Whilst all other visitors concentrate on one small pocket of the Atacama near San Pedro, you can have this bit of it practically to yourself. In fact, you might be the only non-Chileans on the flight up...
Huge sand dunes rise up into ever-shifting mountains, at their most beautiful at sunset. Colourful flowers burst to life in the world's driest desert. Flamingos gather in high altiplano lagoons, not a trace of civilisation in sight. Copper mines dot the landscape, none more famous than San José of Los 33 fame. On the coast the seafood is fresh, the beaches empty and whales regular visitors to the seas in the summer.
This is a very different way to visit Chile's Atacama Desert, one we're proud to have pioneered.
Here's a taster of what we could share with you...
Los 33 and Chile's copper mines Mining has been part of the cultural landscape of the Atacama region for over 2,000 years. The most infamous mine here is San Jose; the site of the 2010 rescue of the 33 miners trapped underground following its collapse. A decade on, you can join the trickle of visitors who come for a tour to hear the incredible story of the rescue. We do so on a day dedicated to its mining culture and, if you are lucky and timings allow, you might even be shown around by miner 11, Jorge Galleguillos.
The flowering desert For a few weeks between September and November, the great swathe of open desert which sweeps down from Copiapó towards the Pacific can become covered in desert. There are flowers as far as the eye can see; some 200 species in a rainbow of colours from red to yellow, white, blue and purple. It’s a quite extraordinary phenomenon for the driest place on earth outside of the polar regions.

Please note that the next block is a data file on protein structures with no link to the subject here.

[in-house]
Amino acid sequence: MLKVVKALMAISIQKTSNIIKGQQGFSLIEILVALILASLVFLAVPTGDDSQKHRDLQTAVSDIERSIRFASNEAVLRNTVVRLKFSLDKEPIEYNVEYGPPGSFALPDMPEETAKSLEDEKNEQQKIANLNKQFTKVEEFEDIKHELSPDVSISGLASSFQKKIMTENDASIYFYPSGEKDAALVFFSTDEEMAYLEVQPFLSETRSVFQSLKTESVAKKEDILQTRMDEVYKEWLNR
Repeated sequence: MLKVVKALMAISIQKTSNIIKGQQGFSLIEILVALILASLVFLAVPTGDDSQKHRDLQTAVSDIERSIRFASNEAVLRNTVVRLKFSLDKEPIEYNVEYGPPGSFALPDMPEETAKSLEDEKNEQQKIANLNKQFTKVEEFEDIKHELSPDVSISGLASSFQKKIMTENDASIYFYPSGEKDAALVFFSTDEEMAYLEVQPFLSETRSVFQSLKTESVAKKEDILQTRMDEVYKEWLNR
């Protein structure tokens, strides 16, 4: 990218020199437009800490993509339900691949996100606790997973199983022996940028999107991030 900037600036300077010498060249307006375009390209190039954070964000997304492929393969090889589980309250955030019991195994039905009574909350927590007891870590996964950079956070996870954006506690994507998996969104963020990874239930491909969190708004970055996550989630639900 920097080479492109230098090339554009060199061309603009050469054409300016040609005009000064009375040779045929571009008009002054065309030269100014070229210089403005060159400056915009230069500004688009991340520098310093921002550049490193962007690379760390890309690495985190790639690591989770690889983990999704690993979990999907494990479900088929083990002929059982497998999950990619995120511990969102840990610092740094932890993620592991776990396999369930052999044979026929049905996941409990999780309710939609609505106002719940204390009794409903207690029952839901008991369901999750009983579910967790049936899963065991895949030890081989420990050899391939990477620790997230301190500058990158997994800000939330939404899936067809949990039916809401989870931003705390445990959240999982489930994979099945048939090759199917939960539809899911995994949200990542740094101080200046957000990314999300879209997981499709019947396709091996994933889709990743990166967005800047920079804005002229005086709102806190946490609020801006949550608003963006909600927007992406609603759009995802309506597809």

The desert comes into bloom sometime in spring time, though the scale of it is directly linked to the amount of rainfall the previous autumn (March/April). So on some years the carpet of flowers is more extensive and dense than others.
Whale watching, and lunch with feet in the sand Between December and February the tiny coastal hamlet of Chañaral de Aceituna in the Atacama becomes a hub for whale watching. With a bit of luck, you can spot Blue, Fin, Humpback and Minke whales, as well as Orca and Bottlenose Dolphins, on two-hour boat trips into the sea. And where most of the Chilean coast is blasted by the cold waters of the Humboldt Current, further north up the coast near Copiapó, the relatively shallow sandy bay and seemingly endless sun makes for an acceptable dip in the Pacific. As well as the long, long beach, you have fantastic seafood. So a long lunch with your feet in the sand might just be the order of the day. Buen provecho!
How to visit Copiapó and the Atacama with Pura Aventura
The vast majority of people who visit Chile's Atacama Desert are based at San Pedro, close to the Bolivian border. But when we visited Copiapó for the first time two years ago, we fell in love with it all. With the landscapes, the people, the hotel, the mining stories, the whole untouched emptiness of it all.
You'll probably stay for four or five nights at a lovely 7-room abode located on the edge of town in a wide valley, close to vineyards and olive mills. If it's whale watching season (late Nov-Feb) these will be split between the coast and Copiapó.
Busy as it is, San Pedro might suit you best if you like walking perhaps or simply if you want to see its famous highlights, shared in our own unique way. Either way, the Atacama works particularly well in conjunction with Patagonia, giving you a true feel for the landscapes and way of life at Chile's two extremes.
Enjoy reading through everything we do and share in Chile, and the trip ideas below, but if it's easier to have a chat, please do pick the phone or let us know when we can schedule a call.